March is also National Kidney Month. During this month and all year long, remember to take care of your hard-working kidneys, and they’ll help take care of you.
Could This Be You?
Approximately 15% of US adults are estimated to have CKD, but because early CKD has no signs or symptoms, most don’t know they have it. If you have any of these risk factors for CKD, talk to your doctor about getting tested:
- Family history of CKD
- High blood pressure
Your Mileage May Vary
High blood pressure and diabetes are the leading causes of CKD. Approximately 1 in 3 adults with diabetes and 1 in 5 adults with high blood pressure could have CKD. Also, the number of young people with type 2 diabetes is increasing; having diabetes for a longer time means more time to develop diabetes complications, including CKD.
Diabetes is the most common cause of end-stage renal disease ( ESRD), accounting for nearly 44% of new cases. African-Americans are about 3 times more likely to develop ESRD than whites. Hispanics are 35% more likely to develop ESRD than non-Hispanics. And there’s a gender gap: Men are nearly 65% more likely than women to progress to ESRD.
Find it Early, Treat it Early
If you’re at risk for kidney disease, get your kidneys checked regularly, which is done by your doctor with simple blood and urine tests. Regular testing is your best chance for identifying CKD early if you do develop it. Early treatment is most effective and can help prevent additional health problems.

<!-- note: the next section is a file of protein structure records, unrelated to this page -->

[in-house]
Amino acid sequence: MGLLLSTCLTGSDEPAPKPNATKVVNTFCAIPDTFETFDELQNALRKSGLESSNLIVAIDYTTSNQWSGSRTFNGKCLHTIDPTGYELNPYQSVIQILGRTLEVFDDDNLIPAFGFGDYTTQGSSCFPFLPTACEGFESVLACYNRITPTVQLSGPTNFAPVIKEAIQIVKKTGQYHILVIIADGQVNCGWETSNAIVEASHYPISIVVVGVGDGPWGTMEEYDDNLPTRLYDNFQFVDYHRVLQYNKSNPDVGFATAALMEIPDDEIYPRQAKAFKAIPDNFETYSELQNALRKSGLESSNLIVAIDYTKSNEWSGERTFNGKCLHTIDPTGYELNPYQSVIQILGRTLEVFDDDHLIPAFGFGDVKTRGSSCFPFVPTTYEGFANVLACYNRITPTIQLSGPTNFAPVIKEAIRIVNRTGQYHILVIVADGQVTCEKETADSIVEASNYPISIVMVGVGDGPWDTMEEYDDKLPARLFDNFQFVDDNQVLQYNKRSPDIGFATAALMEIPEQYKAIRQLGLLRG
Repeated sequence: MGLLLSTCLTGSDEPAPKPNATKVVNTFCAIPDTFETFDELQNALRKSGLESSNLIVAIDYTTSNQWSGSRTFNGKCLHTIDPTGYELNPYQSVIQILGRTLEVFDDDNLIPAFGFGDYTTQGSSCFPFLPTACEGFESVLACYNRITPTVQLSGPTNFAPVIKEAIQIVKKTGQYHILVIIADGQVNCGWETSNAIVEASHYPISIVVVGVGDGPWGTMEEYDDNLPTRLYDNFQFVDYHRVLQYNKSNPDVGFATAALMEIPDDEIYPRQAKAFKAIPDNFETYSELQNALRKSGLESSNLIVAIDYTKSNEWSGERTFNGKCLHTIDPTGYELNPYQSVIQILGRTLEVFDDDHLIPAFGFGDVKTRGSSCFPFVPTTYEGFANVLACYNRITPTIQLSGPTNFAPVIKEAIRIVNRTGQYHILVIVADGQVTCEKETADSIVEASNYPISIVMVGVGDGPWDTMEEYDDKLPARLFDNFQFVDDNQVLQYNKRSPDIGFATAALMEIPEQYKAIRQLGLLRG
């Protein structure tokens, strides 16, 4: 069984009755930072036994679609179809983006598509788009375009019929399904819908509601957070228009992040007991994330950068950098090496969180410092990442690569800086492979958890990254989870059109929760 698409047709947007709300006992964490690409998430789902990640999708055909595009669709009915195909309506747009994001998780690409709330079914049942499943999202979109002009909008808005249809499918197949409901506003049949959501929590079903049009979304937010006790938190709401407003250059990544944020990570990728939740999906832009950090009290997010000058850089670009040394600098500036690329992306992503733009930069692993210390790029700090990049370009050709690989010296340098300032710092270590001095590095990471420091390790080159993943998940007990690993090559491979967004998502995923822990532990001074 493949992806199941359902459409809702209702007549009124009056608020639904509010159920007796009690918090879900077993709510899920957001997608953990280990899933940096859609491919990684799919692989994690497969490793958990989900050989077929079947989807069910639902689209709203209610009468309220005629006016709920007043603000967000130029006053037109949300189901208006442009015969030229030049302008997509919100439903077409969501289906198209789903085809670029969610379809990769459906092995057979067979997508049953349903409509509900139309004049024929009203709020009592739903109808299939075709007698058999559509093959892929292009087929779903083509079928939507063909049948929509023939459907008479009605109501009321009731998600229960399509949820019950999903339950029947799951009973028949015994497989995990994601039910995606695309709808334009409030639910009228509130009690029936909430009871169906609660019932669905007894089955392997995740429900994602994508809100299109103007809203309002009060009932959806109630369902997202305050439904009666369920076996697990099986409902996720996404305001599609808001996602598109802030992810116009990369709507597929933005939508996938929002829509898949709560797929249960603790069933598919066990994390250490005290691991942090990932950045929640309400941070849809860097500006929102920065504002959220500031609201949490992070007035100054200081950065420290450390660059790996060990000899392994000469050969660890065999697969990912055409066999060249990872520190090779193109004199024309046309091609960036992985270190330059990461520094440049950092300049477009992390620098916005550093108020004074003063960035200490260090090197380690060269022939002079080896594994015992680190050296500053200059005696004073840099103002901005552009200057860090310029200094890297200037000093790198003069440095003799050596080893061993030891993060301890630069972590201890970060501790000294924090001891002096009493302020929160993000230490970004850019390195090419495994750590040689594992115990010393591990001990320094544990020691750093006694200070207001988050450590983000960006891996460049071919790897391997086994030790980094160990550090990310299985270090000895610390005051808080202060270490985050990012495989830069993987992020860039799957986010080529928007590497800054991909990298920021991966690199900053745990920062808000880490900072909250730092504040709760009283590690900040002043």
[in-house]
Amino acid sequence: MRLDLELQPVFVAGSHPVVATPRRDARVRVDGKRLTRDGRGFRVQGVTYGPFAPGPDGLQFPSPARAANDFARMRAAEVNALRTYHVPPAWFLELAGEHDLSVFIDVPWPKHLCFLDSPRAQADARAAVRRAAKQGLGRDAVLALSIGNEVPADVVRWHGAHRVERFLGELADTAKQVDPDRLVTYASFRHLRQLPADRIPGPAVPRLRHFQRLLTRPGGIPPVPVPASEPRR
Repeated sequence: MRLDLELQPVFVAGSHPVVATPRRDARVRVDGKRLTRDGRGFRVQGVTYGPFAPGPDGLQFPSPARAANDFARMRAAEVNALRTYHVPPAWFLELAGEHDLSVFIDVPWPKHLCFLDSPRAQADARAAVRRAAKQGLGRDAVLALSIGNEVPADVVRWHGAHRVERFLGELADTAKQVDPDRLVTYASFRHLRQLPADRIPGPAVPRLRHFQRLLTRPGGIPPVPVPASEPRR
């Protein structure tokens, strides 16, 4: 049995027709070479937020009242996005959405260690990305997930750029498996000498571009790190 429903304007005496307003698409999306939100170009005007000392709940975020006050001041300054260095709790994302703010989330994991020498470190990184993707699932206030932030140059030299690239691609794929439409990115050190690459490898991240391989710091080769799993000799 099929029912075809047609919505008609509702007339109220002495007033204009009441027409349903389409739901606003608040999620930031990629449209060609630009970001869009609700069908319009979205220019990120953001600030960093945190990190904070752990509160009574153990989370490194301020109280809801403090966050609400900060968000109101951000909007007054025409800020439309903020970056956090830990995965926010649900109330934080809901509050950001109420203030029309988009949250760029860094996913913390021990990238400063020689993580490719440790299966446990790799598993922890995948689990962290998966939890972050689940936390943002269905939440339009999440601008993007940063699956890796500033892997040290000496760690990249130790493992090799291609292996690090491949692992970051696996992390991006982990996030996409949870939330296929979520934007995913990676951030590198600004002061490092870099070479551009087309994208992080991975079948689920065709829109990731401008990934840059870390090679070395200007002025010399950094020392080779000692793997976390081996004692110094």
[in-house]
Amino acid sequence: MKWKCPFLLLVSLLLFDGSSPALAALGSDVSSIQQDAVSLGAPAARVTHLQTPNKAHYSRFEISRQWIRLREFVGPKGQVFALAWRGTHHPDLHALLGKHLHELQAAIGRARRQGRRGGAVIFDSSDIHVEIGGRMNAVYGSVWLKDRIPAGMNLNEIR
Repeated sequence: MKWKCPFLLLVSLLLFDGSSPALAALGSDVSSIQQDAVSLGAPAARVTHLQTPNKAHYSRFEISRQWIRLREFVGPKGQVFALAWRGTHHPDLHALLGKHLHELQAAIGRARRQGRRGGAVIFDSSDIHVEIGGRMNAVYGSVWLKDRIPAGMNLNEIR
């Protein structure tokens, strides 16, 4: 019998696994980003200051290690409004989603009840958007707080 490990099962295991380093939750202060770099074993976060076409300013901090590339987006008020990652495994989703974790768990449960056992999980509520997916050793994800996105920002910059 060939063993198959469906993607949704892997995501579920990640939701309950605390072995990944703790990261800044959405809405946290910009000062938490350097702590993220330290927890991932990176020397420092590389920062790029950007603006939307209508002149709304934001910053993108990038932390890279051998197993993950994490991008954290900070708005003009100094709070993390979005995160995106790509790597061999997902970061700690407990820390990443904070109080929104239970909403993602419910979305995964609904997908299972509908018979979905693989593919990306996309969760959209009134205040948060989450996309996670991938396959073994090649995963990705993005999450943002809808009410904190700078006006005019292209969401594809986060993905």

Your treatment and management plan may include taking medications and making lifestyle changes—including choosing healthy foods and getting physically active—as well as working to keep your blood sugar and blood pressure numbers as close to target as you can.
Getting a checkup? Make sure to get your kidneys checked, too.
- Keep your blood pressure below 140/90 mm Hg (or the target your doctor establishes for you).
- If you have diabetes, stay in your target blood sugar range as much as possible.
- Get active—physical activity helps control blood pressure and blood sugar levels.
- Lose weight if you’re overweight.
- Get tested for CKD regularly if you’re at risk.
- If you have CKD, meet with a dietitian to create a kidney-healthy eating plan. The plan may need to change as you get older or if your health status changes.
- Take medications as instructed, and ask your doctor about blood pressure medicines called ACE inhibitors and ARBs, which may protect your kidneys in addition to lowering blood pressure.
- If you smoke, quit. Smoking can worsen kidney disease and interfere with medication that lowers blood pressure.
- Include a kidney doctor (nephrologist) on your health care team.
Prediabetes and CKD Prevention
With prediabetes, blood sugar levels are higher than normal, but not high enough yet to be diagnosed with diabetes. Prediabetes puts people at increased risk of developing type 2 diabetes, heart disease, and stroke. If you have prediabetes, preventing or delaying type 2 diabetes can also help to avoid kidney disease. Visit DoIHavePrediabetes.org to find out your prediabetes risk. The website features a short quiz, lifestyle tips, and links to prevention programs across the country that are recognized by CDC as part of the National Diabetes Prevention Program.
CKD has an enormous impact on health, quality of life, and healthcare costs and is a national public health priority. The CKD Surveillance System documents and monitors CKD and its risk factors in the United States and tracks progress in CKD prevention, detection, and management.